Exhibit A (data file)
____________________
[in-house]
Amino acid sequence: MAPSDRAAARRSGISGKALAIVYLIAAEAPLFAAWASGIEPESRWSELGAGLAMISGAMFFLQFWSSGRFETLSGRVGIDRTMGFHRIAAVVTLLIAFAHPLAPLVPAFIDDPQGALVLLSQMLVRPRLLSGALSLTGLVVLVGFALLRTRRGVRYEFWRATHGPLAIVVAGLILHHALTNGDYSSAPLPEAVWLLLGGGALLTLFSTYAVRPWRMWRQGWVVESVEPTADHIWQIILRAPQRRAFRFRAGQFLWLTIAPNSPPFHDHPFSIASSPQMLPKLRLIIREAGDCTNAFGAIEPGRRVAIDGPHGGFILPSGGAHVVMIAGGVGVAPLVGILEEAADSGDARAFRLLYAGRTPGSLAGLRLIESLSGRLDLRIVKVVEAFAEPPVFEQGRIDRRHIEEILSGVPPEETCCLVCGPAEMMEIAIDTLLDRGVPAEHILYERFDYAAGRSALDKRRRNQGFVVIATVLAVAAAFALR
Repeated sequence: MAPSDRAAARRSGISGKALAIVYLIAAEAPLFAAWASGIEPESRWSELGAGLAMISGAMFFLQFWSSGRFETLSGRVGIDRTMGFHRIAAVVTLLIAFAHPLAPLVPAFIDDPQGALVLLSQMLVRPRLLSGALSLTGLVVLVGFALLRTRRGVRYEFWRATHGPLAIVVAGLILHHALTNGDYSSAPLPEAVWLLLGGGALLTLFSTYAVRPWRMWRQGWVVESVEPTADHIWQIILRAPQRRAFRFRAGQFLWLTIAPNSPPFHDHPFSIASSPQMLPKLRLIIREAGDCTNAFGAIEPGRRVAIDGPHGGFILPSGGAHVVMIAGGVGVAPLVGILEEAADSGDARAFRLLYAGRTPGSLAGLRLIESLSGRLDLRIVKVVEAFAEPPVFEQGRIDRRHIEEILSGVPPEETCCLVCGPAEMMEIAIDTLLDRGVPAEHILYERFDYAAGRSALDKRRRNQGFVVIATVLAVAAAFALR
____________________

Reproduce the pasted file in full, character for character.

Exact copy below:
[in-house]
Amino acid sequence: MAPSDRAAARRSGISGKALAIVYLIAAEAPLFAAWASGIEPESRWSELGAGLAMISGAMFFLQFWSSGRFETLSGRVGIDRTMGFHRIAAVVTLLIAFAHPLAPLVPAFIDDPQGALVLLSQMLVRPRLLSGALSLTGLVVLVGFALLRTRRGVRYEFWRATHGPLAIVVAGLILHHALTNGDYSSAPLPEAVWLLLGGGALLTLFSTYAVRPWRMWRQGWVVESVEPTADHIWQIILRAPQRRAFRFRAGQFLWLTIAPNSPPFHDHPFSIASSPQMLPKLRLIIREAGDCTNAFGAIEPGRRVAIDGPHGGFILPSGGAHVVMIAGGVGVAPLVGILEEAADSGDARAFRLLYAGRTPGSLAGLRLIESLSGRLDLRIVKVVEAFAEPPVFEQGRIDRRHIEEILSGVPPEETCCLVCGPAEMMEIAIDTLLDRGVPAEHILYERFDYAAGRSALDKRRRNQGFVVIATVLAVAAAFALR
Repeated sequence: MAPSDRAAARRSGISGKALAIVYLIAAEAPLFAAWASGIEPESRWSELGAGLAMISGAMFFLQFWSSGRFETLSGRVGIDRTMGFHRIAAVVTLLIAFAHPLAPLVPAFIDDPQGALVLLSQMLVRPRLLSGALSLTGLVVLVGFALLRTRRGVRYEFWRATHGPLAIVVAGLILHHALTNGDYSSAPLPEAVWLLLGGGALLTLFSTYAVRPWRMWRQGWVVESVEPTADHIWQIILRAPQRRAFRFRAGQFLWLTIAPNSPPFHDHPFSIASSPQMLPKLRLIIREAGDCTNAFGAIEPGRRVAIDGPHGGFILPSGGAHVVMIAGGVGVAPLVGILEEAADSGDARAFRLLYAGRTPGSLAGLRLIESLSGRLDLRIVKVVEAFAEPPVFEQGRIDRRHIEEILSGVPPEETCCLVCGPAEMMEIAIDTLLDRGVPAEHILYERFDYAAGRSALDKRRRNQGFVVIATVLAVAAAFALR